Use OskiCat to locate materials related to your topic, including books, government publications, and audio and video recordings, in the libraries of UC Berkeley. OskiCat will show you the location and availability of the items that we own. More OskiCat help.
Use Melvyl to locate materials related to your topic located at other campuses in the UC system, or worldwide. You can use the Request button to request an item from another library, if we don't own it. Detailed Melvyl help.
In every catalog you use, not the name of the physical library, call number, and whether or not the item is checked out, library use only, etc.
Google Books contains millions of scanned books, from libraries and publishers worldwide. You can search the entire text of the books, view previews or "snippets" from books that are still in copyright, and read the full text of out-of-copyright (pre-1923) books. Want to read the entire text of an in-copyright book? Use Google Books' Find in a Library link to locate the book in a UC Berkeley library, or search OskiCat to see if UC Berkeley owns the book.
Why use Google Books?
Library catalogs (like OskiCat) don't search inside books; using a library catalog, you can search only information about the book (title, author, Library of Congress subject headings, etc.). Google Books will let you search inside books, which can be very useful for hard-to-find information. Try it now:
The Bancroft Library is one of the treasures of the campus, and one of the world's great libraries for the history of the American West.
Some Bancroft materials are available online via Calisphere, which includes primary sources from many California libraries and museums.
Before you go:
1. Be prepared! Read secondary sources and know something about your topic.
2. Search OskiCat so you can bring call numbers with you. Use the Entire Collection pull-down menu in OskiCat to limit your search to the Bancroft Library only. (Remember that there are primary sources in many other campus libraries as well.)
3. Learn about the Bancroft's policies: read about Access (bring a quarter for lockers) and Registration (bring two pieces of ID). You may want to read about the new camera policy ($10/day, no flash) or about getting photocopies.
During your visit:
How to Get to the Bancroft Library
The Bancroft is open from 10am to 5pm Monday-Friday (closed on weekends and holidays; shorter hours during Intersession). Paging ends 30 minutes before closing; this means that if you want to use Bancroft materials until 5pm, you need to arrive and request your materials at the circulation desk before 4:30pm.
The Bancroft Library is on the second floor of Doe, on the east side (the side closest to the Campanile). See a floor plan of Doe Library 2nd floor (pdf).
Want to find scanned articles from major U.S. newspapers, going back to the mid-19th century? You can do this through an easy-to-use online database: ProQuest Historical Newspapers. This database includes articles from the Chicago Defender (1905-1975), the Chicago Tribune (1849-1987), Los Angeles Times (1881-1987), the New York Times (1851-2007), the San Francisco Chronicle (1865-1922), the Wall Street Journal (1889-1993), and the Washington Post (1877-1994).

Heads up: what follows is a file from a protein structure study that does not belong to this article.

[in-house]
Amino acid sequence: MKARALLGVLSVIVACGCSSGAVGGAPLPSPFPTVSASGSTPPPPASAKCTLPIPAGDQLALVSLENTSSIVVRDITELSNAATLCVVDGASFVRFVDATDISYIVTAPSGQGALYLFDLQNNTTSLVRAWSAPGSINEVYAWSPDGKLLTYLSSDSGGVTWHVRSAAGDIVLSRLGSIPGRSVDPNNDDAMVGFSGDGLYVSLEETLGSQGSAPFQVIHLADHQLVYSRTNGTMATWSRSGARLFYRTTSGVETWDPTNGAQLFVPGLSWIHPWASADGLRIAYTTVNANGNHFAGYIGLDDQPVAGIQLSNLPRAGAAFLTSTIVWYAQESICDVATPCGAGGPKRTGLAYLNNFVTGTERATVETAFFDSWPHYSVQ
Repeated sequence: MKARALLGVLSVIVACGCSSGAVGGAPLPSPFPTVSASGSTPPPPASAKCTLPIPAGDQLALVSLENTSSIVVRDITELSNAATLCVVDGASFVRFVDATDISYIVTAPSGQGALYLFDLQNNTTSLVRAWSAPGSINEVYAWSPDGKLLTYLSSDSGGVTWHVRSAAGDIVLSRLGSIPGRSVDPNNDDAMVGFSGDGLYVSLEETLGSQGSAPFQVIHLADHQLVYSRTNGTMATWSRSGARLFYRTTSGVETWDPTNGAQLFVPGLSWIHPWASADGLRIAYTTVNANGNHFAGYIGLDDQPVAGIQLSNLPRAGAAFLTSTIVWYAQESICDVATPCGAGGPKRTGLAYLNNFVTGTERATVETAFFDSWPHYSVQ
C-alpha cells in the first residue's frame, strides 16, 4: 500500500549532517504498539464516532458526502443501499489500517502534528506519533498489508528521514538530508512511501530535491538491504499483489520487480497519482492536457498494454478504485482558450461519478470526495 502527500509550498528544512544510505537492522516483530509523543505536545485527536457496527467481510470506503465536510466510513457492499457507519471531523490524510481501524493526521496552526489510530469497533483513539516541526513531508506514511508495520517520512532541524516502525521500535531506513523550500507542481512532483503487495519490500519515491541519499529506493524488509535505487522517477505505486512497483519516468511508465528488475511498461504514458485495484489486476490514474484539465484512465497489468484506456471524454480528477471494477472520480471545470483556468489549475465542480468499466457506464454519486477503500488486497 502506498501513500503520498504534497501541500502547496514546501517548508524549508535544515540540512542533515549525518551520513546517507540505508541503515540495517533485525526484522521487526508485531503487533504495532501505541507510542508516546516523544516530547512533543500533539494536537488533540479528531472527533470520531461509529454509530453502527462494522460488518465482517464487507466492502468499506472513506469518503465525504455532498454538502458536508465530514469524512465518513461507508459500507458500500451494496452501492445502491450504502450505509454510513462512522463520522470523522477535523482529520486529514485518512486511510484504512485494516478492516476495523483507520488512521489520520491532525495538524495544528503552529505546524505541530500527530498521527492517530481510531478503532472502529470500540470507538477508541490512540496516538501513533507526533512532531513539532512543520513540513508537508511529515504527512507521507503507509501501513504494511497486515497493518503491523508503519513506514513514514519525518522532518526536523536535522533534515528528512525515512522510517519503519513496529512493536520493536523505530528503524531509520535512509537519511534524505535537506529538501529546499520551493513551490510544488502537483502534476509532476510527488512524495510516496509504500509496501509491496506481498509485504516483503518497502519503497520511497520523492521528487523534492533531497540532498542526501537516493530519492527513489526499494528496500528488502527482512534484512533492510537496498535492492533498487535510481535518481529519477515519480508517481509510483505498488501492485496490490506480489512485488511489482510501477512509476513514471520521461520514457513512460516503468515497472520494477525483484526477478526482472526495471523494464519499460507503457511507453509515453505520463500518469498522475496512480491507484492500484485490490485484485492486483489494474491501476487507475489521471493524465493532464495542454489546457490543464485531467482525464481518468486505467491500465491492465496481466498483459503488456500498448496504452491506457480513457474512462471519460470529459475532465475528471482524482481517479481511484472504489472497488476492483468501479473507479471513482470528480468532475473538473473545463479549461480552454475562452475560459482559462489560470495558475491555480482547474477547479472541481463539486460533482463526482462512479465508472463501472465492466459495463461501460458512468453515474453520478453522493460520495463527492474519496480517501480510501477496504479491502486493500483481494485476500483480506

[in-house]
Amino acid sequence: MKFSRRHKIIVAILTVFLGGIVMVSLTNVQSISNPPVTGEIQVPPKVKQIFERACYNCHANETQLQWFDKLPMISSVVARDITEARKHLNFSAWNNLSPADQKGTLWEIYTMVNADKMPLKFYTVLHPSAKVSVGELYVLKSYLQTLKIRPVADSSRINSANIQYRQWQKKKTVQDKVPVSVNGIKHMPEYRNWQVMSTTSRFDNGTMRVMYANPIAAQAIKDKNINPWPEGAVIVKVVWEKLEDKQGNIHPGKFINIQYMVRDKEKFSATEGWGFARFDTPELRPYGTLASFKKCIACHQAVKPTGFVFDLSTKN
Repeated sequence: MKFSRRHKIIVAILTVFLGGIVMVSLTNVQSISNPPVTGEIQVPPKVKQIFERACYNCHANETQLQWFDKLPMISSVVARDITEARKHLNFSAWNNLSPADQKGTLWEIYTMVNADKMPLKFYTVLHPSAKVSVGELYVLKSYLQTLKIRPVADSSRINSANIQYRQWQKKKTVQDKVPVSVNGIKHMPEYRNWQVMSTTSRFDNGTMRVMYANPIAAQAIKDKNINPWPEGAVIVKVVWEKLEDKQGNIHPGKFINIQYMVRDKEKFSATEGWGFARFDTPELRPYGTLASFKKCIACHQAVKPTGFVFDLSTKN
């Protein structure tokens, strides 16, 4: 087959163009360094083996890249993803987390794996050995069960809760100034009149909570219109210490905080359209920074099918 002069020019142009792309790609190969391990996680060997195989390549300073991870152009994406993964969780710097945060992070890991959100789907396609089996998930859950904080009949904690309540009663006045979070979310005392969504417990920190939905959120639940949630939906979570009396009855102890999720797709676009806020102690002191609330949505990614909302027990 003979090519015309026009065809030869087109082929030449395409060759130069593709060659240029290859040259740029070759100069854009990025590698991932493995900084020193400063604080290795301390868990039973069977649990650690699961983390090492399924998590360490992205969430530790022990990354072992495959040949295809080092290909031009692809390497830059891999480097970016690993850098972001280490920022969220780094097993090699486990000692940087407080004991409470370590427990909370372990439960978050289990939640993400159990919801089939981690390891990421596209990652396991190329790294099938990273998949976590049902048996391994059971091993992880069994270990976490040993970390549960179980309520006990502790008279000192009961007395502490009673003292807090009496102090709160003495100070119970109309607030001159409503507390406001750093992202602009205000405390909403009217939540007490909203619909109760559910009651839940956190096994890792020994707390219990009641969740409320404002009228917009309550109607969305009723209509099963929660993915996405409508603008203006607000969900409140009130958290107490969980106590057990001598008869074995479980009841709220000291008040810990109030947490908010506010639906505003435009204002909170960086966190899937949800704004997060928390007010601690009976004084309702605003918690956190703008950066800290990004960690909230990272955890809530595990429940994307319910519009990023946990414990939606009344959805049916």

Trying to use Historical Newspapers from off-campus? Be sure to set up off-campus access. Use of this resource is restricted to UC Berkeley students, faculty and staff.
This is a small sampling of digital collections available from the Library. For a complete list, go to Archival Collections and Primary Source Databases.
Primary sources can also be found in the following collections:
Research Advisory Service for Cal Undergraduates
Book a 30-minute appointment with a librarian who will help refine and focus research inquiries, identify useful online and print sources, and develop search strategies for humanities and social sciences topics.
Schedule, view, edit or cancel your appointment online (CalNetID required)
This service is for Cal undergraduates only. Graduate students and faculty should contact the library liaison to their department or program for specialized reference consultations.
Some reference questions can't be easily answered over e-mail and I am happy to talk with you in person or over the phone if your question is more complex or if you'd like a more in-depth consultation. Trying to schedule appointments via email is time-consuming. Here are some alternatives:
1. Call me at 510-768-7059
2. Go to my bCal calendar and in the upper right corner choose the WEEK view. Locate a free slot between 9-5, Mon-Fri that works with your schedule. You can propose an appointment in bCal or contact me by email asking me to reserve that slot for you.
Starting February 19, every Wednesday from 1-3 I will also be available to answer your questions in the History Department's office.
You can type your question directly into this chat window to chat with a librarian. Your question may be answered by a reference librarian from Berkeley, from another UC campus, or another academic library elsewhere in the US. We share information about our libraries to make sure you get good answers.
If the librarian can't answer you well enough, your question will be referred to a Berkeley librarian for follow-up.